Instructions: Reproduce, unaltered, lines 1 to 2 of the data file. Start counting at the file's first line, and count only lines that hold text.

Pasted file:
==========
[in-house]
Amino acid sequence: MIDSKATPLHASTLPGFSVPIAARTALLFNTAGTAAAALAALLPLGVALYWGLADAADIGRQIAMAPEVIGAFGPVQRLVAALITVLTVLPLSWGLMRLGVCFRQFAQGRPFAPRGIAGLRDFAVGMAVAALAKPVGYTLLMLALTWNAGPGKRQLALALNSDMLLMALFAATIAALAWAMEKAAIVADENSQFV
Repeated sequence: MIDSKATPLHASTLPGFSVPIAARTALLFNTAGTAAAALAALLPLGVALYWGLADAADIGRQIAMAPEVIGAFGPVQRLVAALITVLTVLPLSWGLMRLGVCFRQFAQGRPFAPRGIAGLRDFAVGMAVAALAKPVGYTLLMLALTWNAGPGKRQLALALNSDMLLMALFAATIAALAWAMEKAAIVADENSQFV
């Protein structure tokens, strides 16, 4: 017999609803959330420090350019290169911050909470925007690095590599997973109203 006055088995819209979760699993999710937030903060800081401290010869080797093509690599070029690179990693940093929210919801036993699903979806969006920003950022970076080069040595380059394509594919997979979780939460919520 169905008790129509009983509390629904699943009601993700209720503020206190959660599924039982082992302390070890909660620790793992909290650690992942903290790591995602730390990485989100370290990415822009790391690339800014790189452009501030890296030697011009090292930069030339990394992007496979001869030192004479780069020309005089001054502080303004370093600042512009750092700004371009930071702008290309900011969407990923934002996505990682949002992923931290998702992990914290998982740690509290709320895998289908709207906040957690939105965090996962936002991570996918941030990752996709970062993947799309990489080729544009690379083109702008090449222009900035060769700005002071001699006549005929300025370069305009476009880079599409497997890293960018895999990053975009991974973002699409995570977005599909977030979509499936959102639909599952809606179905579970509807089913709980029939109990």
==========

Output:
[in-house]
Amino acid sequence: MIDSKATPLHASTLPGFSVPIAARTALLFNTAGTAAAALAALLPLGVALYWGLADAADIGRQIAMAPEVIGAFGPVQRLVAALITVLTVLPLSWGLMRLGVCFRQFAQGRPFAPRGIAGLRDFAVGMAVAALAKPVGYTLLMLALTWNAGPGKRQLALALNSDMLLMALFAATIAALAWAMEKAAIVADENSQFV